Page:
Trade protection back in the spotlight


Two recent events, and another one which will soon be revealed, foretell that “dumping” and “subsidisation” will share part of the industry regulation spotlight with carbon tax policy in 2011. The first of these events was the introduction of amendments to dumping laws which will make decisions to revoke dumping measures before their five year expiry less frequent. Secondly, a private Member’s bill introduced into Parliament on the same day proposes amendments which will step up the pressure on the Government to improve and extend the scope of protection afforded to Australian industries against allegedly dumped or subsidised goods.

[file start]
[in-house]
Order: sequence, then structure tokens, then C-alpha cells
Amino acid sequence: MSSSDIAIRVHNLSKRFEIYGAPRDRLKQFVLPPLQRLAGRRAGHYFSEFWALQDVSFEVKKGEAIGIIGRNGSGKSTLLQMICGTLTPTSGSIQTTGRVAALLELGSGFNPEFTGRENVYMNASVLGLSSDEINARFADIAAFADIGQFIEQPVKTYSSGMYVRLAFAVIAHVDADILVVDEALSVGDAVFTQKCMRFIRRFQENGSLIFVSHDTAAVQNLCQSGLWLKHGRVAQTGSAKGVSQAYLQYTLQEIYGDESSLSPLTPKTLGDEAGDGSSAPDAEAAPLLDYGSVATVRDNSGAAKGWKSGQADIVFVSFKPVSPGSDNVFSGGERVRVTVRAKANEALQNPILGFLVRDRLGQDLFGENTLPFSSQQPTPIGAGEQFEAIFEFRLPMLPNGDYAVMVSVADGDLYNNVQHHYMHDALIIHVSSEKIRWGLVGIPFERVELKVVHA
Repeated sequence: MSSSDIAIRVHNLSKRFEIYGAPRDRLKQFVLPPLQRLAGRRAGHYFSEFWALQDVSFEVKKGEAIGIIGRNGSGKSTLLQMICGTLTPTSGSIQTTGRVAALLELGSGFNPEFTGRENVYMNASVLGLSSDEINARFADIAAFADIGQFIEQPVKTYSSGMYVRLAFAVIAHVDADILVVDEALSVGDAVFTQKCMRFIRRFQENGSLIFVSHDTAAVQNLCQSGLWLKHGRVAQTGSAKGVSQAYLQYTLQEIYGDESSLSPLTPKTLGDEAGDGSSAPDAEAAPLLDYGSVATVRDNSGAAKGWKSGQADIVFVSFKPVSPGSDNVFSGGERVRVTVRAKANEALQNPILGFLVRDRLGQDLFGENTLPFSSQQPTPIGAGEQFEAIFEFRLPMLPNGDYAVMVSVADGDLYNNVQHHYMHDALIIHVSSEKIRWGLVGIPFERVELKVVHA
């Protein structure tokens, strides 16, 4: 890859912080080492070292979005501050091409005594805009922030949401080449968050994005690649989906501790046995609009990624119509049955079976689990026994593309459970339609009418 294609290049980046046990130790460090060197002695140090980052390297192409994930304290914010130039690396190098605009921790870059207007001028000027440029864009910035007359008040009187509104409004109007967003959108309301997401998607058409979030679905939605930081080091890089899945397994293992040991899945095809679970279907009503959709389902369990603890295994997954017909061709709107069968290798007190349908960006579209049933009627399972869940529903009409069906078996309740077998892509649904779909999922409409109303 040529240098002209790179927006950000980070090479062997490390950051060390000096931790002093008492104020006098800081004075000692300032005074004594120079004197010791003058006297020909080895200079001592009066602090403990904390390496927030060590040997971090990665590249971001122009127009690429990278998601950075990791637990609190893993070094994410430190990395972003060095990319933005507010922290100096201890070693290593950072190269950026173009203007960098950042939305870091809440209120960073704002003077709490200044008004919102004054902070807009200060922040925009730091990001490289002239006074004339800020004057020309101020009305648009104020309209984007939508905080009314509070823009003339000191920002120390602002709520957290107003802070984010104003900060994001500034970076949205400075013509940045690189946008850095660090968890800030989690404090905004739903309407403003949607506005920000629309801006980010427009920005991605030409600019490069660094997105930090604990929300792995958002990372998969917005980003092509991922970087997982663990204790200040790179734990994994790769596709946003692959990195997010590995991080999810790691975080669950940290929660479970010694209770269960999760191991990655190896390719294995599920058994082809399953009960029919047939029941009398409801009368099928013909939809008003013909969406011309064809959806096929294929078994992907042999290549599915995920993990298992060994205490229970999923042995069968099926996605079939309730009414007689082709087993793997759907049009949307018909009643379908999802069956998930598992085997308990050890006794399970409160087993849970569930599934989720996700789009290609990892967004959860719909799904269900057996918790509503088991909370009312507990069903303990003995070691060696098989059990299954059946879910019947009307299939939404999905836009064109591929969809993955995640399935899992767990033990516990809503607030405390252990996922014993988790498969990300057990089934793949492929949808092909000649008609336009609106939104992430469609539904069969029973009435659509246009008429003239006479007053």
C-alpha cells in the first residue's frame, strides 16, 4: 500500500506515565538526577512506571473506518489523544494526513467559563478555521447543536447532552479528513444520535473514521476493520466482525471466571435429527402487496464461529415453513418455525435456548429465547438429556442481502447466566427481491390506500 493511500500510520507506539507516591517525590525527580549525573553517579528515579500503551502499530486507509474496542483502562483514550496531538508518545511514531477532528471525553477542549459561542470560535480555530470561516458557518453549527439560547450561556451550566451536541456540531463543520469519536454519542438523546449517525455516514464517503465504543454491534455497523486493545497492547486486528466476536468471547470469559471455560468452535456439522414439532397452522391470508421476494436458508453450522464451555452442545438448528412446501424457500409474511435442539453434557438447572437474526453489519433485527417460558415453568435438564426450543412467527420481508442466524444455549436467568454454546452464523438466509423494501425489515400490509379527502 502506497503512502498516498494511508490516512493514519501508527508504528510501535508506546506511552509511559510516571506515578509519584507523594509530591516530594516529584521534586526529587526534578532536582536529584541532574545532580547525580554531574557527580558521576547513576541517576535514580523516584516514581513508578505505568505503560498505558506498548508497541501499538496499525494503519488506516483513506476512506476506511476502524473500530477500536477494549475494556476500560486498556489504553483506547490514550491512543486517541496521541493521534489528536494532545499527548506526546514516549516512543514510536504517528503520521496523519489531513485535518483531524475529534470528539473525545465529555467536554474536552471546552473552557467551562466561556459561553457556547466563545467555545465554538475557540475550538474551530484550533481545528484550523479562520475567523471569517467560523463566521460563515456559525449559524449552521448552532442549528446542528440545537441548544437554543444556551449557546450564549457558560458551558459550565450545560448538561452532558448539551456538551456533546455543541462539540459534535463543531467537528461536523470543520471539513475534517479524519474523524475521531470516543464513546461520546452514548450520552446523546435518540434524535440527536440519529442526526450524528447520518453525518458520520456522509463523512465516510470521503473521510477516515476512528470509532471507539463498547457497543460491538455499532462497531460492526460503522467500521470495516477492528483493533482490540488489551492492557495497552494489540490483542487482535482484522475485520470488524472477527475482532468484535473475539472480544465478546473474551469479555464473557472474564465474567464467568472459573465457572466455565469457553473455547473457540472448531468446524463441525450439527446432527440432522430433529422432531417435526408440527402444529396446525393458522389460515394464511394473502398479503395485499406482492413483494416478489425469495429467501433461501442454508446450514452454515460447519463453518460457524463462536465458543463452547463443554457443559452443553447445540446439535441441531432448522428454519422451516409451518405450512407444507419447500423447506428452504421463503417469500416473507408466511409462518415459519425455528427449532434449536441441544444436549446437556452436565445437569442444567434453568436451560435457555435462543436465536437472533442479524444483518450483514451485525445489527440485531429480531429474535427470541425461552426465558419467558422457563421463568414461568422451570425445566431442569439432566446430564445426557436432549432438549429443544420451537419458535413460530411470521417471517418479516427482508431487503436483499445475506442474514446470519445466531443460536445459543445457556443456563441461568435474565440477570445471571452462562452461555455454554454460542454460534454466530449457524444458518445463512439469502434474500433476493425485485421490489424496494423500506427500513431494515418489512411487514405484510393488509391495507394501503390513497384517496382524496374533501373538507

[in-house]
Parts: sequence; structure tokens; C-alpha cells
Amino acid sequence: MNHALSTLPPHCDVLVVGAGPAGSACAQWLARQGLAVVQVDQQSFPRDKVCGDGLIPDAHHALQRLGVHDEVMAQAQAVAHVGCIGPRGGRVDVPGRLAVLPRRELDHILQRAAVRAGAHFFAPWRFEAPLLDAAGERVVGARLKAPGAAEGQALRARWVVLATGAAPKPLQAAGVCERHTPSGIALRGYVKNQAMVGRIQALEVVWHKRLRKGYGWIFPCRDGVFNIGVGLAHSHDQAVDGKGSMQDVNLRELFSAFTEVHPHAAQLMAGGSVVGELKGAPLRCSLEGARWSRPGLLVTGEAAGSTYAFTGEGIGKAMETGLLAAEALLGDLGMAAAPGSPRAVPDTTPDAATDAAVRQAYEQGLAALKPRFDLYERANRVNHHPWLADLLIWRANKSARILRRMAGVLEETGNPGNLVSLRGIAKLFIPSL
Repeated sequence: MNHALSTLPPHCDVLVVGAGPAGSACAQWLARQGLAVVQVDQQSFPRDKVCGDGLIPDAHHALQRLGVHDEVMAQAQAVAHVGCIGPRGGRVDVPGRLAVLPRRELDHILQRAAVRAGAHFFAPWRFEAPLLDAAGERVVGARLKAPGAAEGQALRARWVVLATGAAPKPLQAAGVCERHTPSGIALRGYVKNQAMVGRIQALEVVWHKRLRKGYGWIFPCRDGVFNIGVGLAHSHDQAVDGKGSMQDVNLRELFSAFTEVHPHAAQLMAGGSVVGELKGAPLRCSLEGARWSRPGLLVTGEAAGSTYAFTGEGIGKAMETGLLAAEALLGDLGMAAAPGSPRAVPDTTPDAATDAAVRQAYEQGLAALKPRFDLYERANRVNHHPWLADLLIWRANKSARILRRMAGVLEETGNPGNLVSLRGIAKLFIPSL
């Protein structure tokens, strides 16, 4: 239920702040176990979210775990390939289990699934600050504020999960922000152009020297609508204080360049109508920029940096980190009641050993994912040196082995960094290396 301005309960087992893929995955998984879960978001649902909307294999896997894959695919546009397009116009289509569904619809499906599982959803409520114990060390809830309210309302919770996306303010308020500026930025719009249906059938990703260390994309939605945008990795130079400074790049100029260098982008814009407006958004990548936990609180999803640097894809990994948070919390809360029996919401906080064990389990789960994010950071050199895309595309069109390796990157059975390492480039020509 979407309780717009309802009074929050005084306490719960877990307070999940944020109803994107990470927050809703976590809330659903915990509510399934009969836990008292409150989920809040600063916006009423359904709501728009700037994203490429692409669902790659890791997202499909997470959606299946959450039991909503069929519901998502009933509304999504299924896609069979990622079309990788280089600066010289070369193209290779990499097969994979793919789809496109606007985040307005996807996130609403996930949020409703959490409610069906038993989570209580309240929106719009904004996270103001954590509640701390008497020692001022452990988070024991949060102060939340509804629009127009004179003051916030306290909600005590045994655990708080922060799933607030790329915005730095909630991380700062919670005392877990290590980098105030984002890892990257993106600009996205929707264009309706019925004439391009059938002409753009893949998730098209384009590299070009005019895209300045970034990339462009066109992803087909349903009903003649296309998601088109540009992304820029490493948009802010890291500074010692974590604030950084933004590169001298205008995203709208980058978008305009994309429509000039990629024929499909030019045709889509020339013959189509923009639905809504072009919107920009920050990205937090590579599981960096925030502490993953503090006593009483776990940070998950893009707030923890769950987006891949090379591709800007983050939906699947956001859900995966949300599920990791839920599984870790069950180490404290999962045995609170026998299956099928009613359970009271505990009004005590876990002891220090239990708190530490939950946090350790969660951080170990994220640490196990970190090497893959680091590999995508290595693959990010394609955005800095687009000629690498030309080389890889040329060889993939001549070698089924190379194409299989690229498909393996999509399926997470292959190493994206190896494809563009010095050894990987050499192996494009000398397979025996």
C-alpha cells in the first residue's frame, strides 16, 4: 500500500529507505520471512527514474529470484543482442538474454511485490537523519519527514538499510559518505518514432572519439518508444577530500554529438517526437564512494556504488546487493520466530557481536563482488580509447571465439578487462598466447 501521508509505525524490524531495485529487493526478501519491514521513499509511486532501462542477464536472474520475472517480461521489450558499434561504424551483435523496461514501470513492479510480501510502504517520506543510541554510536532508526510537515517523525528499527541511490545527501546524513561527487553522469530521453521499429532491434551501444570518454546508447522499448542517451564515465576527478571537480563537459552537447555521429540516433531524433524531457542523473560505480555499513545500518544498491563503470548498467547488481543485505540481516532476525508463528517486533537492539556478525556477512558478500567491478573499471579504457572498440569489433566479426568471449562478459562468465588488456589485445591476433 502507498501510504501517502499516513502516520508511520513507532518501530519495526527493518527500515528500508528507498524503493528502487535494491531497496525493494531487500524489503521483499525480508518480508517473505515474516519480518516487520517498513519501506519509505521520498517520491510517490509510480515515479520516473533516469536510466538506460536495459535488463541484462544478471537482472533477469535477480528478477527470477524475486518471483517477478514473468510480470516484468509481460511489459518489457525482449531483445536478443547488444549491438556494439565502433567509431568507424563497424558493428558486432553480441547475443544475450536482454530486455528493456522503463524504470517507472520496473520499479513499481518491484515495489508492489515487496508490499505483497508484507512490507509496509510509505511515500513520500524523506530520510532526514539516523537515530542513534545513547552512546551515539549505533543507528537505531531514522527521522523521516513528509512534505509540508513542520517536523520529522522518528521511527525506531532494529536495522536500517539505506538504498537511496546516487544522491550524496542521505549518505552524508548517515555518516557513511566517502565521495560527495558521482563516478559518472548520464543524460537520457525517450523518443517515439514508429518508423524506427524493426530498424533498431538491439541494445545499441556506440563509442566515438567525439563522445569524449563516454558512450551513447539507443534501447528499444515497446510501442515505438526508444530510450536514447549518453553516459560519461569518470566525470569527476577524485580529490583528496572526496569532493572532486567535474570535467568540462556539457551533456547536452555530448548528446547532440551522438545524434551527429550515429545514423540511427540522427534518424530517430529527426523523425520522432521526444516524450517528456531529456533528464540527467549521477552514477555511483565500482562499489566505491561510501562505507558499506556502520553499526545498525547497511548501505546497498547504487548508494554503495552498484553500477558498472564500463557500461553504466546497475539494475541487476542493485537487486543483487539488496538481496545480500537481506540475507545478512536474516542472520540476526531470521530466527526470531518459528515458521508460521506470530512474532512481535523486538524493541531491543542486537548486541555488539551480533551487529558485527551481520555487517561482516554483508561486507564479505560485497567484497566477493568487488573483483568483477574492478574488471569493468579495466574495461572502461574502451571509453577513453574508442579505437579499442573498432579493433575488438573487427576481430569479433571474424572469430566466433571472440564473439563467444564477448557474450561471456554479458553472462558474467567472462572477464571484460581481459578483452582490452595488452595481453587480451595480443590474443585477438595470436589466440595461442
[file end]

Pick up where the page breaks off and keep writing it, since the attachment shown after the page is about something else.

And, to add to this intense focus on trade protection, Australian Customs is in the midst of preparing its response to the recommendations of last year’s Productivity Commission report on Australia’s anti-dumping and countervailing system. In that report the Commission made recommendations concerning many procedural, substantive, and operational matters. Of these, the most controversial has proven to be the recommendation that the Minister should not impose duties where that would not be in the “public interest”.

In this Trade Law Bulletin we look at these proposals in more detail, and explain the implications for Australian industries, for exporters and for importers.